For more information on why they occur and how to minimize the tuning problems associated with the use of a capo click here Making Capo less prone to play out of tune

I hope this answers your question.


A capo is a transposition device: everything gets moved to a higher pitch while retaining the same voicing that you have in the lower position. The resulting chord voicing may differ from playing the chord with the same "name" without capo.

As an example, playing G major without capo will usually be voiced as G B d g b g', so 1-3-5-8-10-15 in scale steps. Playing G major with a capo on third fret acquires the different chord voicing G d g b d' g', so it's rather 1-5-8-10-12-15 in scale steps like you'd use for playing E major without capo.


•Was I lucky in my example chord choice or does it always work like that?

It will always work like that. (Capo-ing 1 fret higher will result in the same chord quality (minor, major etc) with a name (in this case E) that is a half step up in the case of 1 fret since 1 fret = one half step.)

•If there IS a difference, is it all due to temperament?

What do you mean by temperament? As stated by others, that will not change directly. The difference is in pitch (what notes are played).

•If it sounds different (relatively, the halftone shift not considered), is it due to temperament, or to imperfect manual tuning?

It is different with regards to pitch. Temperament may mean something different than you think.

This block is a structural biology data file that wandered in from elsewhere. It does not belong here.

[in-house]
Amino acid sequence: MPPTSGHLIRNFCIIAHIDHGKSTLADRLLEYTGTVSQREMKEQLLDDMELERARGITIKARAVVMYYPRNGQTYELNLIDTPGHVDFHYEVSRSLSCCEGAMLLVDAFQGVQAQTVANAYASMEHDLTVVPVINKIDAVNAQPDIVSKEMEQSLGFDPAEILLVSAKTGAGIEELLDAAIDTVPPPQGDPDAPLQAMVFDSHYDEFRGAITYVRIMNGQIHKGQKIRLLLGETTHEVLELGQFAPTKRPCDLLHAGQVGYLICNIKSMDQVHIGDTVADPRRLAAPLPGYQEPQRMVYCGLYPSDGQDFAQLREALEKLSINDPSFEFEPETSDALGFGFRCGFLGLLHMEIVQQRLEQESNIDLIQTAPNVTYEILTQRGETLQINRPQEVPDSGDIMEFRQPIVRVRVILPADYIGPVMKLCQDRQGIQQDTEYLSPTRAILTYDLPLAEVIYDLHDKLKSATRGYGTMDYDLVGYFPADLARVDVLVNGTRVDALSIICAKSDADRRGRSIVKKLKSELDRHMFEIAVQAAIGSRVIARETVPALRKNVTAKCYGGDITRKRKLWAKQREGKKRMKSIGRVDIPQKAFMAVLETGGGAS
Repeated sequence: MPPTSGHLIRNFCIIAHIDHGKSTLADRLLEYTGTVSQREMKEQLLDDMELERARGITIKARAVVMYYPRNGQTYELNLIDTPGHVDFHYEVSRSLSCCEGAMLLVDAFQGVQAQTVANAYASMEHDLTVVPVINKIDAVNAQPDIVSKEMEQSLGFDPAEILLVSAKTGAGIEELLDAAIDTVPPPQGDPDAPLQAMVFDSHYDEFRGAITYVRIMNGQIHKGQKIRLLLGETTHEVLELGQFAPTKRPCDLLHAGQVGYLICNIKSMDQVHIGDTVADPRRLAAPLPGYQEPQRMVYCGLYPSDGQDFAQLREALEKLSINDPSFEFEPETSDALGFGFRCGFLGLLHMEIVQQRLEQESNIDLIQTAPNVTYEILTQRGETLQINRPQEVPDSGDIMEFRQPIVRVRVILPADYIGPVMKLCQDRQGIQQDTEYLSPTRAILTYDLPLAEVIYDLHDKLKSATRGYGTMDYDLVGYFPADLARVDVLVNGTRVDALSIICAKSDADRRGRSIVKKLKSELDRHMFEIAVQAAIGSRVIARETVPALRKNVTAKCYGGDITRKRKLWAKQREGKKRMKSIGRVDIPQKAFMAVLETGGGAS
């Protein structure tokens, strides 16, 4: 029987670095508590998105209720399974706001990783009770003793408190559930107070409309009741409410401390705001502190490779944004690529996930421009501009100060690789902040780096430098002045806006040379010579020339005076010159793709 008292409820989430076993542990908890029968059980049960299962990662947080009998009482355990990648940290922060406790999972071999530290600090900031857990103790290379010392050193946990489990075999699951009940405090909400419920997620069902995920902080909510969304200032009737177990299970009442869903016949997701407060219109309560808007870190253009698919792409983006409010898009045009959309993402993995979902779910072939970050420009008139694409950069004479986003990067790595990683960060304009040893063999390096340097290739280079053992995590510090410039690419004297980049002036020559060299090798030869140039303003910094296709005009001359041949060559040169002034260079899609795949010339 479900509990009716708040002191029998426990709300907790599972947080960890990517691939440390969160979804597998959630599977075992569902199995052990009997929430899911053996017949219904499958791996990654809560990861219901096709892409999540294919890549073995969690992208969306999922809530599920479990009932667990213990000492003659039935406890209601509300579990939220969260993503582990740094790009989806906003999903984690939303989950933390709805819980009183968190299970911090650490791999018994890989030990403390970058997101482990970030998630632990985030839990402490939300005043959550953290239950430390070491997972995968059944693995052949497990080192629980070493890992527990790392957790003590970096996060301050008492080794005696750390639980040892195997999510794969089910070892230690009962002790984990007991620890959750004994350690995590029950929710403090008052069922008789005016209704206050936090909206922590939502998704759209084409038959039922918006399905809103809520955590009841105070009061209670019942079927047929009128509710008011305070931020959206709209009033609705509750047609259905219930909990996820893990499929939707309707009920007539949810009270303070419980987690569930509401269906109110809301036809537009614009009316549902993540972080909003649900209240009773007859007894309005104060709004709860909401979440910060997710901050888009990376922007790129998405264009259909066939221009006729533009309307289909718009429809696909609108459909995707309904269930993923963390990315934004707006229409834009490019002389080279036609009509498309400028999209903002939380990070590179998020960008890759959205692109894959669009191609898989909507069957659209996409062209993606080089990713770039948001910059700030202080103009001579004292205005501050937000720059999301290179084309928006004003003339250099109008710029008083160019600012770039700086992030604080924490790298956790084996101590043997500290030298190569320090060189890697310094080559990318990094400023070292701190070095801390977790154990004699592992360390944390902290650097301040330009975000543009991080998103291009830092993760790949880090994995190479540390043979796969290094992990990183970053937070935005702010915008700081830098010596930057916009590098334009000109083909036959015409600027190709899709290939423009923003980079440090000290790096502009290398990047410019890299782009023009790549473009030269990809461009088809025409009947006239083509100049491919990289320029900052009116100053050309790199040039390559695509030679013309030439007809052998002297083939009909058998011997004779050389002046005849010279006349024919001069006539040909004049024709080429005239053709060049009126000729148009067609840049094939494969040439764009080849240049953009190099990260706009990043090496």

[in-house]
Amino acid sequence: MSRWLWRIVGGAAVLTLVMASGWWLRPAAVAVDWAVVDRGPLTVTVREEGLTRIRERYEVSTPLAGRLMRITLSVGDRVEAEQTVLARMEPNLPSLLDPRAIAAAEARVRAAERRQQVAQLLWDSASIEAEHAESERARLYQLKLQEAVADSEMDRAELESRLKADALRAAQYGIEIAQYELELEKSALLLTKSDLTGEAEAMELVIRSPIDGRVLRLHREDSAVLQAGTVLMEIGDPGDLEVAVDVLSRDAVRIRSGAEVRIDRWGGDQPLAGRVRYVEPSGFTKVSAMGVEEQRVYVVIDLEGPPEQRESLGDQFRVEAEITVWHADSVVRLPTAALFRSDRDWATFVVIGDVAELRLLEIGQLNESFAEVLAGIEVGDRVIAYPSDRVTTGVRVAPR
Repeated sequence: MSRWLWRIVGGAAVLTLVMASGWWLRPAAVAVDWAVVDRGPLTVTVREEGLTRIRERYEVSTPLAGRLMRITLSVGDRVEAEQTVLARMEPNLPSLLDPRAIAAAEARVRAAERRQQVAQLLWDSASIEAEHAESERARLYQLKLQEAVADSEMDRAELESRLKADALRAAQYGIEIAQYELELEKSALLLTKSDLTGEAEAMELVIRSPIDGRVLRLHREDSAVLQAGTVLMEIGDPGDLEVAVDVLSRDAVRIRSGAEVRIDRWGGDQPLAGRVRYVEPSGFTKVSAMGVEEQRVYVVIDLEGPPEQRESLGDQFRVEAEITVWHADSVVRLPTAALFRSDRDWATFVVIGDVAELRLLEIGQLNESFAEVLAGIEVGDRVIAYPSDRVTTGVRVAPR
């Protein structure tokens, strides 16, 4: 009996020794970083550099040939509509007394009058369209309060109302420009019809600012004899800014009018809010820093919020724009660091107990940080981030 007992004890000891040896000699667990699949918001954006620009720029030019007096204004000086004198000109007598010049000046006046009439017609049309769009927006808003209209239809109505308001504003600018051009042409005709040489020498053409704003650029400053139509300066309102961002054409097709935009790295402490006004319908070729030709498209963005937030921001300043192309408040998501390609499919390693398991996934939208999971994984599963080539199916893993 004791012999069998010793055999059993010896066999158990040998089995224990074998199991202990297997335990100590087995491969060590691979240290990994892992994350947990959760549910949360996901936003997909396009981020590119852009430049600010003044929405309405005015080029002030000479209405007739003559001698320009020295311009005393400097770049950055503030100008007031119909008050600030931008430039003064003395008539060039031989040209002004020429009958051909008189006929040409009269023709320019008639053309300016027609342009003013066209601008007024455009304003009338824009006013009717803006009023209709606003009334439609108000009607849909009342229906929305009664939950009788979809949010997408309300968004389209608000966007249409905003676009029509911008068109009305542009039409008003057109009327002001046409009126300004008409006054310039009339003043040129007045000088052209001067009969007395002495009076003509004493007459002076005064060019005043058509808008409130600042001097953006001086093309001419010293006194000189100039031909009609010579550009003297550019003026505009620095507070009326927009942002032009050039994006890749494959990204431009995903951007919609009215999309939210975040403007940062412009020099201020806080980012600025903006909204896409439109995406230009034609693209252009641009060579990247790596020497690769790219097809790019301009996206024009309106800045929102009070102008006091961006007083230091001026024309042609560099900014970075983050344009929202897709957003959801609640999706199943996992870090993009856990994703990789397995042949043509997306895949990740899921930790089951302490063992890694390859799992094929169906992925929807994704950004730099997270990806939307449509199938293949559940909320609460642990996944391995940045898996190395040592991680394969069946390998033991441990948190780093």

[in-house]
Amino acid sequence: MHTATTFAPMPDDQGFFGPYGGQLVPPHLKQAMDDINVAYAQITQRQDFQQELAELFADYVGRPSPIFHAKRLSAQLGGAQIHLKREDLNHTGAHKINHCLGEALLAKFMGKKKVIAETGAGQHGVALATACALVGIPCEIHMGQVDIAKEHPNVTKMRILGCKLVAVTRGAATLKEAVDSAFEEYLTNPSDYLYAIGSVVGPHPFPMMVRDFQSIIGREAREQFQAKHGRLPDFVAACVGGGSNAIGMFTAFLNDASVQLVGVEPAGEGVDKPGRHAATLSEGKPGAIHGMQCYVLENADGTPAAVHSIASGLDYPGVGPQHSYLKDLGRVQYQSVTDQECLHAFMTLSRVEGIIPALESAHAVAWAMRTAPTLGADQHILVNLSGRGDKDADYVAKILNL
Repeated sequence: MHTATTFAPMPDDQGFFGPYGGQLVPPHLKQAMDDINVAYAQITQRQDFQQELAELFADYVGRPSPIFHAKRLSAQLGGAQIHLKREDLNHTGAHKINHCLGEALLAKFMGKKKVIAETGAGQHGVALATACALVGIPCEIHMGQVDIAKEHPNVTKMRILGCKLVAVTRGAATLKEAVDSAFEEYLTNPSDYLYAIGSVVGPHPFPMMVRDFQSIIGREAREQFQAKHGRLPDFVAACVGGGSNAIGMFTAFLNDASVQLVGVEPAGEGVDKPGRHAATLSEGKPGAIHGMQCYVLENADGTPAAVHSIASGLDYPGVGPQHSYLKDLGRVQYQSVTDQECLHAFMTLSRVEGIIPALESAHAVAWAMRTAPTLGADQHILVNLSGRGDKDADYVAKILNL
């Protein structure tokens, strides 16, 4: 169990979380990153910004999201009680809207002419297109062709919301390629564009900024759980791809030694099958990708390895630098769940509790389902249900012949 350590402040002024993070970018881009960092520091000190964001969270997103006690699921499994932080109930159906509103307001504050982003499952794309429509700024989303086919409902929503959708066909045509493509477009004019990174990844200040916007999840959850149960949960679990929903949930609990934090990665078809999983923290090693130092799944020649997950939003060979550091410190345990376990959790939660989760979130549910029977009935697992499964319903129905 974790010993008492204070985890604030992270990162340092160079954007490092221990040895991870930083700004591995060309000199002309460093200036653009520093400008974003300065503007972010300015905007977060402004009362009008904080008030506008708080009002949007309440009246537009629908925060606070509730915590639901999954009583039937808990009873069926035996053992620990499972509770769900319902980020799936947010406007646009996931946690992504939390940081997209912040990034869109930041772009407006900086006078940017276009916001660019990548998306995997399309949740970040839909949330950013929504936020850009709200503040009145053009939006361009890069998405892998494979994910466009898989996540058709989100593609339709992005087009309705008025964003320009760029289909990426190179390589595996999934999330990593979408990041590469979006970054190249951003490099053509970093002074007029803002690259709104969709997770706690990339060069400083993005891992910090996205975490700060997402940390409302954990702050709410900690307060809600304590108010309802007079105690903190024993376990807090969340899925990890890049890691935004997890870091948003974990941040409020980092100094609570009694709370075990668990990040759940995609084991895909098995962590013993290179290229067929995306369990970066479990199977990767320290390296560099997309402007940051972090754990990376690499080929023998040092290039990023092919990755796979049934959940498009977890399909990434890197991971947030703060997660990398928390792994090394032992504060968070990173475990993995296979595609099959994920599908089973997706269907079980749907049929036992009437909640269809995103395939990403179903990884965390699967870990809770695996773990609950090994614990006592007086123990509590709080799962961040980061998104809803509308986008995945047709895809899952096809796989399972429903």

•What is actually the temperament when tuning with a spectrum analyzer app? with relative tuning ("5-5-5-4-5")?

I believe you are asking something different than you think here. Tuning is not the same as temperament. Temperament is to instrument construction as Tuning is to instrument use. (There are a few rare exceptions where temperament can be effected by tuning such as the piano.) Here is a good article about temperament. Look for the chapter on Fretted Instruments.

Note that @rockinCowboy, @user24218 and @Dom are correct without qualification.

Note that the act of placing a capo will stretch the strings, and you might stretch them unevenly, or cause a tension imbalance between the string on either side of the capo and nut. Either could introduce a need for retuning. I usually can place a capo without major complications in this direction (in other words I don't often need to retune), but there is always at least an imperceptible change in tension and thus tuning.

Perhaps you do know what temperament is: Well there is no such thing as a normal guitar with even temperament... but you can get closer if you have a fanned fret guitar:

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, or you place the frets differently for each string:

enter image description here


The word Temperament.can be used in regards to using a kapo but not in the sence that you suggest.depending on the fret location of the kapo. It can enable a vocalist to sing lower or higher or you can sing a song in the master key and change the chord pattern completely .to my understanding using the word temperament in relation to any musicial devise is simply does it stay in tune .by placing a kapo on a guitar neck and it goes out of tune doesn't mean its temperamental it simply means its out of tune but if it goes out of tune the same way every time then one could say that your guitar is temperamental. Although a neck or fret adjustment could correct the problem.if your guitar tunes correctly without a kapo and the tonation is correct all the way up the neck. but will not tune with a kapo then you need a new guitar .its not temperamental its junk

  • Suggest you are struggling with translation here. Temperament and temperamentAL are completely different in this situation, and a capo has no bearing on temperament - or temperamental.
    – Tim
    Jul 21, 2016 at 11:00